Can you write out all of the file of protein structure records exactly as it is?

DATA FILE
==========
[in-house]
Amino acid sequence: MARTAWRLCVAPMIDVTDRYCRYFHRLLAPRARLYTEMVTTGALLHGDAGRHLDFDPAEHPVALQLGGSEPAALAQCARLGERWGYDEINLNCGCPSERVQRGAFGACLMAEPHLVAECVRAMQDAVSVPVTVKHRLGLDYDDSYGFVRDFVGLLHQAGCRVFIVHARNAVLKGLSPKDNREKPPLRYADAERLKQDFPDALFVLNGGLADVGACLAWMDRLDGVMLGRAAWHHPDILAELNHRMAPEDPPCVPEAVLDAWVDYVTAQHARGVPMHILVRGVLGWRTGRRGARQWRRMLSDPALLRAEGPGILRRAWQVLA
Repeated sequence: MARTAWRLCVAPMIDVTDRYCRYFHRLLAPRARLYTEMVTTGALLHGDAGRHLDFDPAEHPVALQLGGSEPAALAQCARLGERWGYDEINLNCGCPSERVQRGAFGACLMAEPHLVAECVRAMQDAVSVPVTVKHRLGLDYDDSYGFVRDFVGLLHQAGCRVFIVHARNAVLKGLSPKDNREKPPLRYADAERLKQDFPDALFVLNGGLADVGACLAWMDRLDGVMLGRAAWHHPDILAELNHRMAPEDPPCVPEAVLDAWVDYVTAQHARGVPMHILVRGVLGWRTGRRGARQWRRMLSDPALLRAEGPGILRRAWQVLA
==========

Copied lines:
[in-house]
Amino acid sequence: MARTAWRLCVAPMIDVTDRYCRYFHRLLAPRARLYTEMVTTGALLHGDAGRHLDFDPAEHPVALQLGGSEPAALAQCARLGERWGYDEINLNCGCPSERVQRGAFGACLMAEPHLVAECVRAMQDAVSVPVTVKHRLGLDYDDSYGFVRDFVGLLHQAGCRVFIVHARNAVLKGLSPKDNREKPPLRYADAERLKQDFPDALFVLNGGLADVGACLAWMDRLDGVMLGRAAWHHPDILAELNHRMAPEDPPCVPEAVLDAWVDYVTAQHARGVPMHILVRGVLGWRTGRRGARQWRRMLSDPALLRAEGPGILRRAWQVLA
Repeated sequence: MARTAWRLCVAPMIDVTDRYCRYFHRLLAPRARLYTEMVTTGALLHGDAGRHLDFDPAEHPVALQLGGSEPAALAQCARLGERWGYDEINLNCGCPSERVQRGAFGACLMAEPHLVAECVRAMQDAVSVPVTVKHRLGLDYDDSYGFVRDFVGLLHQAGCRVFIVHARNAVLKGLSPKDNREKPPLRYADAERLKQDFPDALFVLNGGLADVGACLAWMDRLDGVMLGRAAWHHPDILAELNHRMAPEDPPCVPEAVLDAWVDYVTAQHARGVPMHILVRGVLGWRTGRRGARQWRRMLSDPALLRAEGPGILRRAWQVLA